5.a.xxxvi-why-practice-forms Section

Three Reasons Why I Practice Taijiquan Forms? 

written by Nick Gudge – September 2012

All the significant practitioners of taijiquan gained their basic skills through foundation form practice. Many of them have stated this publicly, frequently and unequivocally. Yet most practitioners who say they are honestly looking to gain putative taijiquan skills want to practice lots of different forms and competitive push hands. I thought it might help if I stated why I practice these foundation forms and despite my interest in other forms and competitive push hands have focussed the overwhelming extent of my practice on foundation form practice.

The first reason I practice taijiquan forms is because my teacher tells me to. Perhaps not the best reason and perhaps the best reason of all. I trust my teacher. I trust my teacher’s understanding, both as a taijiquan practitioner and as a taijiquan teacher. I accept that given his much wider viewpoint as both teacher and practitioner he can see a more appropriate way forward than I can.

The second reason I practice taijiquan forms is because my mind concludes that, based on the evidence I have researched, it is the only way to gain good taijiquan skills. I have read and heard many discuss their varied alternative ideas – alternative from the traditional view - about how to gain taijiquan skills. The problem is that none of those offering alternative training solutions have gained substantial skills i.e. reached the third level of taijiquan gong fu. In fact most of them have not reached the start of the first level. (Imagine if you will pre-pubescent children offering opinions about how to achieve a successful sexual relationship. It still surprises me how frequently and commonly these opinions are taken into consideration despite the lack of any verifiable evidence that these alternative ideas work.)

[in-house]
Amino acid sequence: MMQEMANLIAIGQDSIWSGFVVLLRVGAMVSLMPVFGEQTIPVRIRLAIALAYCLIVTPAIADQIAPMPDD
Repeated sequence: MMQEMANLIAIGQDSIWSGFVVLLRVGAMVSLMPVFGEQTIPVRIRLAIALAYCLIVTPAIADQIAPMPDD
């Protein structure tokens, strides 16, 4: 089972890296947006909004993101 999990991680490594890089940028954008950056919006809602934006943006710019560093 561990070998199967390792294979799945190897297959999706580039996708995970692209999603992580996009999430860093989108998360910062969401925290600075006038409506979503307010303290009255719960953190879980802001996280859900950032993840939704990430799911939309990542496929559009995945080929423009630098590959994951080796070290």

All those practitioners that I have heard about or met that have reached a place of significant skill all used a remarkably similar process: practicing an inordinate number of foundation forms. Despite the unappealing nature of this process, (unappealing because of the undesirable amount of time, effort and concentration required,) in more than 20 years of researching I have come across no method that produces even slightly similar results.

I understand that most people do not aim for such vaunted heights of skill. You might reason that I am unreasonable in my castigation of their efforts to find short cuts to a lesser skill level. However, I do not see that this “lesser skill level” is in fact a level of skill in taijiquan. All of the short cut routes I have researched all fail to understand even the most basic steps required to gain fundamental skills. Unless a particular skill is gained at a particular stage in the training process, it remains very unlikely that significant progress will be achieved beyond this point. The skill set arrived at without this skill e.g. peng jin, is simply not taijiquan, not only in definition but in effect.

The third reason I practice taijiquan forms is because my experience of training with my teacher, Wang Hai Jun, and acquiring the set of skills I have acquired, shows me this is the most efficient path. The few years or so that I have spent training intensively (though unfortunately not continuously) in form practice out of my 25 years training taijiquan clearly and unequivocally demonstrate to me that this is the most efficient method to achieve the skills of taijiquan. Even though I do not want this to be true, even though I have been very reluctant to accept this as true, it is true.

Nick Gudge is a student of Wang Hai Jun and teaches Chen style taijiquan (tai chi) classes in Limerick.


If you are interested in reading more about Practice you might be interested in the following articles:

Good Practice (3 page article)

The Value of Practicing One Form (1 page article)

Six Stages of Training Taijiquan Skill (4 page article)

More detailed technical information can be found in my four part series

Gaining Taijiquan Skill (40 page article.)